Metabolic Functions of the Liver
The liver is the second largest organ in the body and has a variety of important functions relating to metabolism and detoxification. Information on the anatomy of the liver can be found here.
This article shall consider the important metabolic functions of the liver and relevant clinical conditions.
The liver plays a central role in maintaining blood glucose levels. Following consumption of food, excess glucose can be stored within the liver as glycogen. This is stimulated by insulin release. Around 100g of glycogen is stored in the liver (300g is stored in skeletal muscle). This glycogen can then be degraded to release glucose in times of exercise (skeletal muscle stores) or fasting (liver stores). It is important to note that it is not a direct reversal of synthesis. The steps of glycogenolysis are as follows:
- One residue of glycogen is removed and converted to glucose-1-P by glycogen phosphorylase or de-branching enzyme
- Glucose-1-P is converted to Glucose-6-P by phosphoglucomutase
- Glucose-6-P is then converted to Glucose by glucose-6-phosphatase
- This glucose then enters the bloodstream to be used throughout the body
The liver can convert amino acids, lactate, pyruvate and glycerol into glucose too, via gluconeogenesis. Gluconeogenesis is stimulated by cortisol and glucagon, and inhibited by insulin.
Fatty acids are synthesised within the cytoplasm of hepatocytes from Acetyl-CoA. The reaction requires ATP and NADPH. Firstly, Acetyl-CoA is converted to Malonyl-CoA by acetyl carboxylase. This step is important in the regulation of lipogenesis as it is allosterically activated by citrate and inhibited by AMP.
Fatty acid synthase then adds these 2 carbon molecules (malonyl-CoA) to a growing fatty acid. This fatty acid is then linked to a carrier protein. Lipogenesis is stimulated by the presence of insulin and inhibited by glucagon and adrenaline.
During fasting or stress, fatty acids can be activated in the liver to undergo B-oxidation. This occurs in the mitochondria and produces acetyl-CoA which can either enter the TCA cycle or be used to produce ketone bodies.
The long chains of fatty acids are broken down into a series of 2 carbon acetate units, which are then combined with co-enzyme A to form acetyl-CoA. This acetyl-CoA can then be combined with oxaloacetate to form citrate for the beginning of the TCA cycle.
Glucagon and adrenaline stimulate the process of lipolysis whereas it is inhibited by insulin.
Proteins can be synthesised in the liver using amino acids consumed in the diet. Protein synthesis is stimulated by insulin and growth hormone. The following are synthesised within the liver:
- Blood clotting factors – Factors II, VII, IX and X are Vitamin K dependent
The liver has an important role in the catabolism of excess amino acids consumed in the diet (i.e amino acids which are not needed for the synthesis of proteins or nitrogen-compounds). They are metabolised in the liver but the amino group is potentially toxic and must be removed. One option is transamination, where the amino group can be transferred to ketoacids through the actions of alanine aminotransferase (ALT) and aspartate aminotransferase (AST):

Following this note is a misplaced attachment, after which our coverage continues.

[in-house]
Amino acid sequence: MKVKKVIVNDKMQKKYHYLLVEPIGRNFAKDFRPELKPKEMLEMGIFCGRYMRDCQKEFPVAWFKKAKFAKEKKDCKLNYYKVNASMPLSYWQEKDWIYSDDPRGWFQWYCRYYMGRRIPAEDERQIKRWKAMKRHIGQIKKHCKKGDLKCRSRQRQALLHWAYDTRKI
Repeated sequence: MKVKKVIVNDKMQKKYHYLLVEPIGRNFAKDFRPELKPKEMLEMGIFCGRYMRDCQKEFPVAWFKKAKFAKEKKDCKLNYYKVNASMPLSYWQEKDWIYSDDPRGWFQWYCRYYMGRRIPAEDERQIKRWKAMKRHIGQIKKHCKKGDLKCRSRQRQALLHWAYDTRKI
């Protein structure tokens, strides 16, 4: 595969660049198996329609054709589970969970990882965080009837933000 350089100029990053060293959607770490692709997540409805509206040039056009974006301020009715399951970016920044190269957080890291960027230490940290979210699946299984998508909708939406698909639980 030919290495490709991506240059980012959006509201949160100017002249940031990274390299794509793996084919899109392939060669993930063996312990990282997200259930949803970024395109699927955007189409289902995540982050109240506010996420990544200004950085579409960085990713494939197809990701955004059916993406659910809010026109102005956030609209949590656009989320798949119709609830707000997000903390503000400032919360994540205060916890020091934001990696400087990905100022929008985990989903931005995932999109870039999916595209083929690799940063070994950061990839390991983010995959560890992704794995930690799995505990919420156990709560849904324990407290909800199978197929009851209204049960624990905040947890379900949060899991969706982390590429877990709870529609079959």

- The amino group can be added to alpha-ketoglutarate to form glutamate
- The amino group can be added to oxaloacetate to form aspartate
The amino group can be removed from an amino acid to produce a ketoacid and ammonia, via deamination. This uses high-specificity glutaminase, or low-specificity L+D amino-acid oxidase enzymes. The ammonia is then converted to an ammonium ion, which must be removed due to toxicity. It can be removed via glutamine or the urea cycle.
Ammonium ions are produced during amino acid degradation and blood concentration is typically low due to their toxicity. Ammonia is toxic to cells as it reduces TCA cycle activity, affects neurotransmitter synthesis and creates an alkaline pH. Detoxification occurs in two steps, firstly ammonia is used to synthesise glutamine when combined with glutamate. Glutamine can then be used to synthesise nitrogen compounds such as purines and pyramidines.
It is either then transported to the kidney, where the ammonia is directly excreted, or to the liver where it is used to make urea. The urea can then also be transported to the kidneys where the ammonia can be directly excreted in urine.
The liver is important in the metabolic activation of Vitamin D. It is carried to the liver in the blood where it is first converted to the prohormone calcifediol via hydroxylation. This calcifediol is then transported to the kidneys where it is converted into calcitriol, the biologically active form of Vitamin D.
The conversion of calcifediol to calcitriol is catalysed by 25-hydroxyvitamin D3 1-alpha-hydroxylase. This conversion is stimulated by parathyroid hormone and low calcium.
Clinical Relevance – Hyperammonaemia
Hyperammonaemia is a metabolic disturbance in which there is an excess of ammonia in the blood. It can be caused by a variety of things, both congenital and acquired:
- Genetic defects in an enzyme of the urea cycle
- Hepatitis B
- Liver cirrhosis
It is potentially a very dangerous condition due to the effects of ammonia on the body and patients often present with vomiting, ataxia, lethargy, weakness, confusion and tachypnoea. If left untreated it may progress to encephalopathy and eventually death.
In severe hyperammonaemia initial treatment should involve haemodialysis to remove excess ammonia. Following this, dietary protein often needs to be reduced and substances such as arginine and sodium benzoate can be given to those patients with enzyme disorders.